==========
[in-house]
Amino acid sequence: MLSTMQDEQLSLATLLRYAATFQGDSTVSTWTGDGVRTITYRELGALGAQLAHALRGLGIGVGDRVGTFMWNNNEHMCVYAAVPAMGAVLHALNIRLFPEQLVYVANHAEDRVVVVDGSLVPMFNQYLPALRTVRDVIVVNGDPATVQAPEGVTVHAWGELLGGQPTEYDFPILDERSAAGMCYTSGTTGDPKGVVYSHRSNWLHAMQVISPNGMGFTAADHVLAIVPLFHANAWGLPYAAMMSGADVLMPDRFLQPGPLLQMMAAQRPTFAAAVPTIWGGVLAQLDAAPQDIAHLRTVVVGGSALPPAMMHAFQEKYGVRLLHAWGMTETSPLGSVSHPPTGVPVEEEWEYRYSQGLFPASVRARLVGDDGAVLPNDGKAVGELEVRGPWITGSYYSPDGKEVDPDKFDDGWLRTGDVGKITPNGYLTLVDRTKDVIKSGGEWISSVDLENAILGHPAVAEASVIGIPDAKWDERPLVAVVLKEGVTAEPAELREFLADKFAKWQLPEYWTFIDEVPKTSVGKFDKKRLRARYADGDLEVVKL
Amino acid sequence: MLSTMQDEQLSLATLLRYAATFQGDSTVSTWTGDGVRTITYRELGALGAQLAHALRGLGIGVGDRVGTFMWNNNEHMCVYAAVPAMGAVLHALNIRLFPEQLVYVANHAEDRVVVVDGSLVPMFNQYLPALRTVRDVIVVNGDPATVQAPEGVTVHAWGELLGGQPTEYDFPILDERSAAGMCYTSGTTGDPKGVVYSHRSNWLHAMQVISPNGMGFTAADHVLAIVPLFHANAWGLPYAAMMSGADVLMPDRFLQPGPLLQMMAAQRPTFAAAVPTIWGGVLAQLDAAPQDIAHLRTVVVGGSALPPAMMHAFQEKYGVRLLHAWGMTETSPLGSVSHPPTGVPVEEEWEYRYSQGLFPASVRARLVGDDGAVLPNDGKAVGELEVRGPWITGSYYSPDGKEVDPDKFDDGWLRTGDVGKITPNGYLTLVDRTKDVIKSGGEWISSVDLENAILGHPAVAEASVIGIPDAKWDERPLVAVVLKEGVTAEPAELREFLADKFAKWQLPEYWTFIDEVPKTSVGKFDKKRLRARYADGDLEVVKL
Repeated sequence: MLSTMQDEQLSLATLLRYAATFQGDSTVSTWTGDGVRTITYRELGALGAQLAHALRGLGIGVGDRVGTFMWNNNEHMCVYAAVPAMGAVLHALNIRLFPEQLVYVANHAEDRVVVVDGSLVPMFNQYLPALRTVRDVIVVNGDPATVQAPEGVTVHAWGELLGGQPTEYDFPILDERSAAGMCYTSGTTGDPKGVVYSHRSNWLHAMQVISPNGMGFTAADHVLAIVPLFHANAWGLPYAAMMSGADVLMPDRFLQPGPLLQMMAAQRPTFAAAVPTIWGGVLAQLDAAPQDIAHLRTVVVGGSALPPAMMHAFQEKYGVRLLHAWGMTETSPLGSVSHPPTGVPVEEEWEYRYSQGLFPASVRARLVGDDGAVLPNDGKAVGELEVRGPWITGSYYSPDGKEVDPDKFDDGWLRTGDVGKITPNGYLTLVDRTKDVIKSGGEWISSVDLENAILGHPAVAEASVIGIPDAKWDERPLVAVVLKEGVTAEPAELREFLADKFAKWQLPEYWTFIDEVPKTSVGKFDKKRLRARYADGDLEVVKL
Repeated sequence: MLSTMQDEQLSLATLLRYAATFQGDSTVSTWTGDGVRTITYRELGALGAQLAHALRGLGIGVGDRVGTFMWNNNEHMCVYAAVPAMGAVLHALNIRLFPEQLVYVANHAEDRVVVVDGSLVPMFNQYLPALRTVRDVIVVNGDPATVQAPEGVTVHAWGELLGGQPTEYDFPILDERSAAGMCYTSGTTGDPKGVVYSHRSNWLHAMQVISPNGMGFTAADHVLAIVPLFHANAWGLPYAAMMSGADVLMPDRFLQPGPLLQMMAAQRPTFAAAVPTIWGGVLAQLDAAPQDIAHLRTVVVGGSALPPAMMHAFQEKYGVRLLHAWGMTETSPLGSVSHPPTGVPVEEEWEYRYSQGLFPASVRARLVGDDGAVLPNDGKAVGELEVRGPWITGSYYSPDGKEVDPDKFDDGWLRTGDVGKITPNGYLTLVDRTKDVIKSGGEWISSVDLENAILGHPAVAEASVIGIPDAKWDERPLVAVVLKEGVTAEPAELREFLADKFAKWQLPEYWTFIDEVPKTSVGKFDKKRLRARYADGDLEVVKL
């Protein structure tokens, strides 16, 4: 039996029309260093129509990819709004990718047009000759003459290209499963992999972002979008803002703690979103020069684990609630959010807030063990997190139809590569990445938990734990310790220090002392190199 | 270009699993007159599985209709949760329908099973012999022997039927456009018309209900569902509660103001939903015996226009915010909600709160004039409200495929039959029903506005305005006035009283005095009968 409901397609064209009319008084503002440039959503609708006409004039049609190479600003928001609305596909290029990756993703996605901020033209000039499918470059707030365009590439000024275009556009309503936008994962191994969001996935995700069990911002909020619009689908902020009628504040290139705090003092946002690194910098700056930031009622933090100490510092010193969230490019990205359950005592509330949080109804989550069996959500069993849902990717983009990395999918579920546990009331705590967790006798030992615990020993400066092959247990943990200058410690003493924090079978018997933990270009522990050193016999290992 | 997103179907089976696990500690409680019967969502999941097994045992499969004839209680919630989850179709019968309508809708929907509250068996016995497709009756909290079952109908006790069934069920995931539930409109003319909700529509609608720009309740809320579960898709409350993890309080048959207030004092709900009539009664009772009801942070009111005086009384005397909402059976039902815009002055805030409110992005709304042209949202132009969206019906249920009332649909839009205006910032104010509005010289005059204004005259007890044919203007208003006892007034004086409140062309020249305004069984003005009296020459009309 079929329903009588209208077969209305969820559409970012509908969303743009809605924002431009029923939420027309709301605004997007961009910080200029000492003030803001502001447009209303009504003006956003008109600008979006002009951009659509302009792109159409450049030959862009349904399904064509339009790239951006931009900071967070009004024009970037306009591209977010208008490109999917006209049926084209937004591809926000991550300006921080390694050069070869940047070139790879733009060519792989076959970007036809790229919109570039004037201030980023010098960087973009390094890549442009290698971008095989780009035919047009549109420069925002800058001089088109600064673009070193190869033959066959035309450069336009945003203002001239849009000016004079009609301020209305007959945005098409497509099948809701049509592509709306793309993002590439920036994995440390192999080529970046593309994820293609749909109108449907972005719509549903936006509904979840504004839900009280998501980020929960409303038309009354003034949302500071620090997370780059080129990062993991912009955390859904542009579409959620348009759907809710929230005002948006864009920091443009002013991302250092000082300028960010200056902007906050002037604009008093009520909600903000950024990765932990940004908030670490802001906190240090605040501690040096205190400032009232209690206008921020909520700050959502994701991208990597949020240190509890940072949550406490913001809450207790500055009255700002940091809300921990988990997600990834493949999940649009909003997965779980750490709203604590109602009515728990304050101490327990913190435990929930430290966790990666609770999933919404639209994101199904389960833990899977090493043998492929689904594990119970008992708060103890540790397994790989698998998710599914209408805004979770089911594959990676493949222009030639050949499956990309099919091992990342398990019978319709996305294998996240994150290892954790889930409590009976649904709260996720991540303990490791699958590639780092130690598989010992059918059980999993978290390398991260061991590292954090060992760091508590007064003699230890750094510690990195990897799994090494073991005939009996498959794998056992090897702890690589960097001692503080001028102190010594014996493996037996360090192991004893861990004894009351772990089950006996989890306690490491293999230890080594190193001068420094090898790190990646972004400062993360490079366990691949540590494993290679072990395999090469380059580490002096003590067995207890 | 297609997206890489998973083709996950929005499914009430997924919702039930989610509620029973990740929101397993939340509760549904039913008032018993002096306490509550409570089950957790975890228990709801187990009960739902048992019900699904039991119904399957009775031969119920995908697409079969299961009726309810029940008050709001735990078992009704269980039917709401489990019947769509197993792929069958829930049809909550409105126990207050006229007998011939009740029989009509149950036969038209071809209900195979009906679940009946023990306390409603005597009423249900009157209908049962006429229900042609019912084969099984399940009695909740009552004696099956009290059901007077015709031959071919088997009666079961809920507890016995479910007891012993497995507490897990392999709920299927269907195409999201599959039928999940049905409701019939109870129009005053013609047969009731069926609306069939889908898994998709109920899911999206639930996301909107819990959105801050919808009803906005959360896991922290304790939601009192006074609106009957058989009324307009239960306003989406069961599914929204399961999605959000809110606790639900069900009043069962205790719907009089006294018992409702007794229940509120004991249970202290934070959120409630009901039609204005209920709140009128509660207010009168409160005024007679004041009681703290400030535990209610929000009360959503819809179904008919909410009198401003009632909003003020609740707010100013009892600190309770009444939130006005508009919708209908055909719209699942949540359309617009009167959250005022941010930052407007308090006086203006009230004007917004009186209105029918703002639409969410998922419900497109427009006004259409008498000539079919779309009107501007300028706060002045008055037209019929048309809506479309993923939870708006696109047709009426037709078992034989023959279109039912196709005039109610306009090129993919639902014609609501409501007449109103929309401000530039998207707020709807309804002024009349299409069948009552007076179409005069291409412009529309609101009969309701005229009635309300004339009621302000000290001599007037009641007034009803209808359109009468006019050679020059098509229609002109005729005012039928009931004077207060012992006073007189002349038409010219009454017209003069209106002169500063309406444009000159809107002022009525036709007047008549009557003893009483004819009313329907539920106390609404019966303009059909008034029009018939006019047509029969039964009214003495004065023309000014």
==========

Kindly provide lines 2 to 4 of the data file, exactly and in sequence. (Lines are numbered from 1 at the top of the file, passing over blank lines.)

Amino acid sequence: MLSTMQDEQLSLATLLRYAATFQGDSTVSTWTGDGVRTITYRELGALGAQLAHALRGLGIGVGDRVGTFMWNNNEHMCVYAAVPAMGAVLHALNIRLFPEQLVYVANHAEDRVVVVDGSLVPMFNQYLPALRTVRDVIVVNGDPATVQAPEGVTVHAWGELLGGQPTEYDFPILDERSAAGMCYTSGTTGDPKGVVYSHRSNWLHAMQVISPNGMGFTAADHVLAIVPLFHANAWGLPYAAMMSGADVLMPDRFLQPGPLLQMMAAQRPTFAAAVPTIWGGVLAQLDAAPQDIAHLRTVVVGGSALPPAMMHAFQEKYGVRLLHAWGMTETSPLGSVSHPPTGVPVEEEWEYRYSQGLFPASVRARLVGDDGAVLPNDGKAVGELEVRGPWITGSYYSPDGKEVDPDKFDDGWLRTGDVGKITPNGYLTLVDRTKDVIKSGGEWISSVDLENAILGHPAVAEASVIGIPDAKWDERPLVAVVLKEGVTAEPAELREFLADKFAKWQLPEYWTFIDEVPKTSVGKFDKKRLRARYADGDLEVVKL
Amino acid sequence: MLSTMQDEQLSLATLLRYAATFQGDSTVSTWTGDGVRTITYRELGALGAQLAHALRGLGIGVGDRVGTFMWNNNEHMCVYAAVPAMGAVLHALNIRLFPEQLVYVANHAEDRVVVVDGSLVPMFNQYLPALRTVRDVIVVNGDPATVQAPEGVTVHAWGELLGGQPTEYDFPILDERSAAGMCYTSGTTGDPKGVVYSHRSNWLHAMQVISPNGMGFTAADHVLAIVPLFHANAWGLPYAAMMSGADVLMPDRFLQPGPLLQMMAAQRPTFAAAVPTIWGGVLAQLDAAPQDIAHLRTVVVGGSALPPAMMHAFQEKYGVRLLHAWGMTETSPLGSVSHPPTGVPVEEEWEYRYSQGLFPASVRARLVGDDGAVLPNDGKAVGELEVRGPWITGSYYSPDGKEVDPDKFDDGWLRTGDVGKITPNGYLTLVDRTKDVIKSGGEWISSVDLENAILGHPAVAEASVIGIPDAKWDERPLVAVVLKEGVTAEPAELREFLADKFAKWQLPEYWTFIDEVPKTSVGKFDKKRLRARYADGDLEVVKL
Repeated sequence: MLSTMQDEQLSLATLLRYAATFQGDSTVSTWTGDGVRTITYRELGALGAQLAHALRGLGIGVGDRVGTFMWNNNEHMCVYAAVPAMGAVLHALNIRLFPEQLVYVANHAEDRVVVVDGSLVPMFNQYLPALRTVRDVIVVNGDPATVQAPEGVTVHAWGELLGGQPTEYDFPILDERSAAGMCYTSGTTGDPKGVVYSHRSNWLHAMQVISPNGMGFTAADHVLAIVPLFHANAWGLPYAAMMSGADVLMPDRFLQPGPLLQMMAAQRPTFAAAVPTIWGGVLAQLDAAPQDIAHLRTVVVGGSALPPAMMHAFQEKYGVRLLHAWGMTETSPLGSVSHPPTGVPVEEEWEYRYSQGLFPASVRARLVGDDGAVLPNDGKAVGELEVRGPWITGSYYSPDGKEVDPDKFDDGWLRTGDVGKITPNGYLTLVDRTKDVIKSGGEWISSVDLENAILGHPAVAEASVIGIPDAKWDERPLVAVVLKEGVTAEPAELREFLADKFAKWQLPEYWTFIDEVPKTSVGKFDKKRLRARYADGDLEVVKL